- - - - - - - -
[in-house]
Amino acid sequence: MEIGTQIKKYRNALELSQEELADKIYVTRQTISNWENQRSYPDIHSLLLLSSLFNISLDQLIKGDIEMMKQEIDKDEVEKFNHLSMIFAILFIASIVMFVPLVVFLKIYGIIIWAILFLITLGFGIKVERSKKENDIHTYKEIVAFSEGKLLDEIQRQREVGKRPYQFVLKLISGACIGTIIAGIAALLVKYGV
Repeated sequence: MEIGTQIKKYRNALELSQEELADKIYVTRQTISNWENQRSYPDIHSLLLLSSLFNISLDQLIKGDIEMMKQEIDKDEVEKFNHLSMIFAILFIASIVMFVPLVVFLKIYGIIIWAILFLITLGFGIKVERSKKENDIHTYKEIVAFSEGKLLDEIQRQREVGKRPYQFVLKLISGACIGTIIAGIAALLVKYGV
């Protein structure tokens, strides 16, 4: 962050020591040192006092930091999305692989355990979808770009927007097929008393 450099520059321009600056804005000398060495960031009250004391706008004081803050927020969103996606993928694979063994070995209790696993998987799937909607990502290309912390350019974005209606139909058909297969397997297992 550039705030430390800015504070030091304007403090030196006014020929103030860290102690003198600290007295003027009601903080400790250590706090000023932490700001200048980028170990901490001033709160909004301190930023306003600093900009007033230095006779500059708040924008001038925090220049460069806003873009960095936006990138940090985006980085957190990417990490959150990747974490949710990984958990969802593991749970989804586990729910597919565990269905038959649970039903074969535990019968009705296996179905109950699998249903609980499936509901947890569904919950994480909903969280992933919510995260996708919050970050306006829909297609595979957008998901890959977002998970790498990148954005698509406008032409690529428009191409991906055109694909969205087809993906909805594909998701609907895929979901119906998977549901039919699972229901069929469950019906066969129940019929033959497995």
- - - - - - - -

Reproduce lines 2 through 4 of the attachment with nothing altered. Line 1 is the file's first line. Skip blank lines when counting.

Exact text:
Amino acid sequence: MEIGTQIKKYRNALELSQEELADKIYVTRQTISNWENQRSYPDIHSLLLLSSLFNISLDQLIKGDIEMMKQEIDKDEVEKFNHLSMIFAILFIASIVMFVPLVVFLKIYGIIIWAILFLITLGFGIKVERSKKENDIHTYKEIVAFSEGKLLDEIQRQREVGKRPYQFVLKLISGACIGTIIAGIAALLVKYGV
Repeated sequence: MEIGTQIKKYRNALELSQEELADKIYVTRQTISNWENQRSYPDIHSLLLLSSLFNISLDQLIKGDIEMMKQEIDKDEVEKFNHLSMIFAILFIASIVMFVPLVVFLKIYGIIIWAILFLITLGFGIKVERSKKENDIHTYKEIVAFSEGKLLDEIQRQREVGKRPYQFVLKLISGACIGTIIAGIAALLVKYGV
């Protein structure tokens, strides 16, 4: 962050020591040192006092930091999305692989355990979808770009927007097929008393 450099520059321009600056804005000398060495960031009250004391706008004081803050927020969103996606993928694979063994070995209790696993998987799937909607990502290309912390350019974005209606139909058909297969397997297992 550039705030430390800015504070030091304007403090030196006014020929103030860290102690003198600290007295003027009601903080400790250590706090000023932490700001200048980028170990901490001033709160909004301190930023306003600093900009007033230095006779500059708040924008001038925090220049460069806003873009960095936006990138940090985006980085957190990417990490959150990747974490949710990984958990969802593991749970989804586990729910597919565990269905038959649970039903074969535990019968009705296996179905109950699998249903609980499936509901947890569904919950994480909903969280992933919510995260996708919050970050306006829909297609595979957008998901890959977002998970790498990148954005698509406008032409690529428009191409991906055109694909969205087809993906909805594909998701609907895929979901119906998977549901039919699972229901069929469950019906066969129940019929033959497995």